Spon­sor-less Mas­ters champ Reed could be los­ing mil­lions

USA TODAY Weekend Extra - - GOLF - Scott Glee­son

Mas­ters cham­pion Pa­trick Reed says he doesn’t be­lieve in one com­pany spon­sor­ing a golfer en­tirely. At least that’s his stance now.

But the de­ci­sion to play with a mixed bag of clubs and not com­mit to one big­name brand could be cost­ing him mil­lions, ex­perts say.

The 27-year-old win­ner of six PGA Tour ti­tles parted ways with Call­away Golf last year and told CNBC last week, “It’s hard to be­lieve that there is one com­pany that makes 14 per­fect golf clubs.”

Golf Chan­nel equip­ment ex­pert Matt Adams sees Reed in a unique sit­u­a­tion fi­nan­cially. He es­ti­mates win­ning a Mas­ters could pay out be­tween $12 mil­lion-$15 mil­lion from cor­po­rate ap­pear­ances, speak­ing fees and en­dorse­ment dol­lars. That num­ber could be even higher for Reed con­sid­er­ing he’s a free agent with his clubs.

“I don’t think (Reed) is look­ing for or stressed about find­ing a deal. There’s no rush,” said Adams, who has worked in the golf in­dus­try for more than 25 years. “How­ever, when you’re the Mas­ters cham­pion, re­ferred to as Cap­tain Amer­ica, and it’s a Ry­der Cup year, I get the feel­ing that equip­ment com­pa­nies will be knock­ing on the door and would love to sign some­body of (Reed’s) cal­iber.”

There’s been an over­all de­cline in equip­ment deals be­cause of how the mar­ket has changed, Adams notes. But he says the de­cline has gen­er­ally hurt PGA Tour play­ers less ac­com­plished than Reed, who is ranked No. 11 in the world. “Five to 10 years ago, you would have been hard-pressed to see any Tour player who didn’t have an equip­ment deal,” Adams said, “but there’s not as much money as there used to be.”

Af­ter the Mas­ters, Reed seemed un­fazed that he’d miss out on a bonus that golfers typ­i­cally re­ceive from their equip­ment spon­sor af­ter win­ning a ma­jor. “The big­gest thing was, I wanted to be dif­fer­ent,” he told CNBC.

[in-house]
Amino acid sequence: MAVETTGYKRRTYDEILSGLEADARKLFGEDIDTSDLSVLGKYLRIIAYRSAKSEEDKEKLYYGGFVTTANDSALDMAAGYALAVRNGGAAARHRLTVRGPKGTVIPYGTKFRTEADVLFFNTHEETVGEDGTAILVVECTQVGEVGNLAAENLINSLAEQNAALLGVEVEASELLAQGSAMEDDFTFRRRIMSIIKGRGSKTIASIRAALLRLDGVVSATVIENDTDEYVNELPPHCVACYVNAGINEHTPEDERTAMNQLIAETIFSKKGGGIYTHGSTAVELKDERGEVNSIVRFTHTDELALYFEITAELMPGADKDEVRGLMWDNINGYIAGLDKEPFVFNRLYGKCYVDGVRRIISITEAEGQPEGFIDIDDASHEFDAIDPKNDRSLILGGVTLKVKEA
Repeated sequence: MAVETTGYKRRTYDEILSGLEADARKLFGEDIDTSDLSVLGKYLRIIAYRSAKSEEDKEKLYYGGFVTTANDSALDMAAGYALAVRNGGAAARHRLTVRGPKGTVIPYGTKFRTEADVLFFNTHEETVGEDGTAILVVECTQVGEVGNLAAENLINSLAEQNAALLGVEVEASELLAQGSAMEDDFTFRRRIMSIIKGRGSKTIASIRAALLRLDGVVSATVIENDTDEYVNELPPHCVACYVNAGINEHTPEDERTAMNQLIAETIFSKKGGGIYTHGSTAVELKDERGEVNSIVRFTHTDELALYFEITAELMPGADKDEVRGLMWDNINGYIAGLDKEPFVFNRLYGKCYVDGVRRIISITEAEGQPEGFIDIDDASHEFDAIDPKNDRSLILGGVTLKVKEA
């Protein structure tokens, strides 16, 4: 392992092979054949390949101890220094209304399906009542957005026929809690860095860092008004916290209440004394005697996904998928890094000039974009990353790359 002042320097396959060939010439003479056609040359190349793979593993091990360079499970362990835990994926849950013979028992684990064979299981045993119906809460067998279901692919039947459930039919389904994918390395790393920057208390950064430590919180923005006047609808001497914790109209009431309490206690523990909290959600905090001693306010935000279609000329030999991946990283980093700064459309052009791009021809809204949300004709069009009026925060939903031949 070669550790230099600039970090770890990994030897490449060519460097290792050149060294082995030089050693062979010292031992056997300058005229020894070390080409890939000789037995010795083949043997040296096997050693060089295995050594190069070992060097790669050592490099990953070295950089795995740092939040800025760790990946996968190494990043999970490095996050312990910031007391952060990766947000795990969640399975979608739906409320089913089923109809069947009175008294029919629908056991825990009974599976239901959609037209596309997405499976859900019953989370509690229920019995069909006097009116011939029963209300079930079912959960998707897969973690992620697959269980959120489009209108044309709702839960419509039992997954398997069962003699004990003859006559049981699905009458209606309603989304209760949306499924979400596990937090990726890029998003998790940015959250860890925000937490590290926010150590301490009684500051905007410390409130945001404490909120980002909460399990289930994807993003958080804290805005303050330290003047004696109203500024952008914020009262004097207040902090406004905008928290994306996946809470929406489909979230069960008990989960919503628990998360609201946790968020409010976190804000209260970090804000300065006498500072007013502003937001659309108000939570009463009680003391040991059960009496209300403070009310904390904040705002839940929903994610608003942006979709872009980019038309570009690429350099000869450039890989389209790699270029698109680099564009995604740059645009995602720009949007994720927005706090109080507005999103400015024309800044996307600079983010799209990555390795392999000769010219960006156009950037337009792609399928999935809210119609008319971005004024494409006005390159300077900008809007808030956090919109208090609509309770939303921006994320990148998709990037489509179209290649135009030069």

Just how dif­fer­ent is it? Reed’s de­ci­sion to sign with Nike for a cloth­ing deal that’s sep­a­rate from his equip­ment falls in line with Tiger Woods’ de­ci­sion to be spon­sored by Nike for ap­parel but Tay­lorMade for clubs and Bridge­stone Golf for balls. Nike stopped mak­ing golf equip­ment in 2016, cre­at­ing a ma­jor wave of free agency for some of the top equip­ment brands. While un­der con­tract with Call­away, Reed was seen us­ing other brands’ clubs and blamed lack­lus­ter re­sults on his equip­ment.

“That’s the trade-off, when those two things are at con­flict,” said South­ern Cal­i­for­nia as­so­ciate pro­fes­sor David Carter, the ex­ec­u­tive di­rec­tor of the school’s sports busi­ness in­sti­tute. “An ath­lete in this sit­u­a­tion has to weigh what’s best for his on-course per­for­mance and long-term, off-course fi­nan­cial well-be­ing.”

Brooks Koepka also bucked the trend when he won the 2017 U.S. Open by us­ing a bag full of irons he wasn’t paid to play with. Koepka, who had used Nike equip­ment and now has an ap­parel deal with the com­pany like Reed, was courted by Mizuno Golf. Al­though he wasn’t un­der con­tract, Koepka used Mizuno irons cre­ated specif­i­cally for him.

In an­other sign of how much the mar­ket has changed, Ser­gio Gar­cia split with long­time spon­sor Tay­lorMade af­ter 2017, the year he won his green jacket, and signed on with Call­away.

Adams says big-name play­ers such as Tiger or Rory McIl­roy can make more than $20 mil­lion a year from their ap­parel and equip­ment deals com­bined, and those deals are typ­i­cally writ­ten long term for five to seven years. But the num­bers greatly vary below the top-tier names, with mid-range golfers av­er­ag­ing closer to the $1 mil­lion-$5 mil­lion range for shorter terms.

Phil Mick­el­son earned $50 mil­lion in 2016 off the course from ap­pear­ance fees, course de­sign and a list of spon­sors that in­cluded Call­away and Rolex, ac­cord­ing to Forbes. The only ac­tive ath­letes to earn more out­side their nor­mal salaries was Roger Fed­erer ($60 mil­lion) and LeBron James ($54 mil­lion). And Jor­dan Spi­eth more than dou­bled his spon­sor­ship earn­ings af­ter he won two ma­jors in 2015

“The po­si­tion that Reed is in now is a good one be­cause of his no­to­ri­ety,” Carter said. “Whether it’s good, bad or in­dif­fer­ent, he has an emerg­ing brand that gives him a tremen­dous amount of lever­age with these com­pa­nies.”

Reed’s case presents an in­ter­est­ing dilemma: Com­fort with his clubs or dol­lar signs. It’s worth not­ing that he earned $1.98 mil­lion for his Mas­ters vic­tory and has just over $22 mil­lion in PGA Tour earn­ings over­all.

At Au­gusta Na­tional, Reed used a Ping driver, Titleist and Call­away irons, Ar­ti­san Golf wedges, a 7-year-old Nike 3-wood club and an Odyssey put­ter. And he used a Titleist Pro V1 ball.

“He would be pass­ing up quite a bit of money,” Carter said of Reed’s lack of equip­ment spon­sor. “But if he’s be­ing true to him­self and his per­sonal brand, he could mon­e­tize it else­where. He could do a deal when he’s com­fort­able. But it al­most seems in­evitable for him to sign (an equip­ment con­tract). You can only go rogue for so long with­out it hav­ing a (fi­nan­cial) ef­fect.”

Con­tribut­ing: David Dusek of Golfweek

MICHAEL MADRID/USA TO­DAY SPORTS

Pa­trick Reed’s de­ci­sion to play with a mixed bag of clubs and not com­mit to one big-name brand could be cost­ing him mil­lions, ex­perts say.

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